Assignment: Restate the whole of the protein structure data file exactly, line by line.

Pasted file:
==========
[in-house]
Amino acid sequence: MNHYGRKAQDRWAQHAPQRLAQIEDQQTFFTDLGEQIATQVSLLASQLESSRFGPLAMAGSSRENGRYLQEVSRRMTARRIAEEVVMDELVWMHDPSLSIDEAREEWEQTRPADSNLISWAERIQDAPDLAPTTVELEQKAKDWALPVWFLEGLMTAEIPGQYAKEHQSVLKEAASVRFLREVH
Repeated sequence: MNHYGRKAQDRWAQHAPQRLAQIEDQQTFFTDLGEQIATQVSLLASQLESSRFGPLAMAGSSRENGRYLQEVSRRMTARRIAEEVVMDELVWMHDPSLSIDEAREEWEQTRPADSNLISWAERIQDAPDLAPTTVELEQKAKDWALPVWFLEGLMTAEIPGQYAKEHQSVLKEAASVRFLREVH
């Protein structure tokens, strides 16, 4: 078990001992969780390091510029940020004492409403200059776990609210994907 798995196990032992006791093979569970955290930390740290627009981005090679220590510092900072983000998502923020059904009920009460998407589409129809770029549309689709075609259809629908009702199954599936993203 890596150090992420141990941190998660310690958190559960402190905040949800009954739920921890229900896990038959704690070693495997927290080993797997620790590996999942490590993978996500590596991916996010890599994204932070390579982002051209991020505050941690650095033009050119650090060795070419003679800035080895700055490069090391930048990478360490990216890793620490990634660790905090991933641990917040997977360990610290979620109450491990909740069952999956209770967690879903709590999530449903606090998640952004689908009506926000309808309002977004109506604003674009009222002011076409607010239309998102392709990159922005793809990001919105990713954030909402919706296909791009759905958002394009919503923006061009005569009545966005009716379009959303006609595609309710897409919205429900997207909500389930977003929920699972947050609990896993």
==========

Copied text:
[in-house]
Amino acid sequence: MNHYGRKAQDRWAQHAPQRLAQIEDQQTFFTDLGEQIATQVSLLASQLESSRFGPLAMAGSSRENGRYLQEVSRRMTARRIAEEVVMDELVWMHDPSLSIDEAREEWEQTRPADSNLISWAERIQDAPDLAPTTVELEQKAKDWALPVWFLEGLMTAEIPGQYAKEHQSVLKEAASVRFLREVH
Repeated sequence: MNHYGRKAQDRWAQHAPQRLAQIEDQQTFFTDLGEQIATQVSLLASQLESSRFGPLAMAGSSRENGRYLQEVSRRMTARRIAEEVVMDELVWMHDPSLSIDEAREEWEQTRPADSNLISWAERIQDAPDLAPTTVELEQKAKDWALPVWFLEGLMTAEIPGQYAKEHQSVLKEAASVRFLREVH
């Protein structure tokens, strides 16, 4: 078990001992969780390091510029940020004492409403200059776990609210994907 798995196990032992006791093979569970955290930390740290627009981005090679220590510092900072983000998502923020059904009920009460998407589409129809770029549309689709075609259809629908009702199954599936993203 890596150090992420141990941190998660310690958190559960402190905040949800009954739920921890229900896990038959704690070693495997927290080993797997620790590996999942490590993978996500590596991916996010890599994204932070390579982002051209991020505050941690650095033009050119650090060795070419003679800035080895700055490069090391930048990478360490990216890793620490990634660790905090991933641990917040997977360990610290979620109450491990909740069952999956209770967690879903709590999530449903606090998640952004689908009506926000309808309002977004109506604003674009009222002011076409607010239309998102392709990159922005793809990001919105990713954030909402919706296909791009759905958002394009919503923006061009005569009545966005009716379009959303006609595609309710897409919205429900997207909500389930977003929920699972947050609990896993």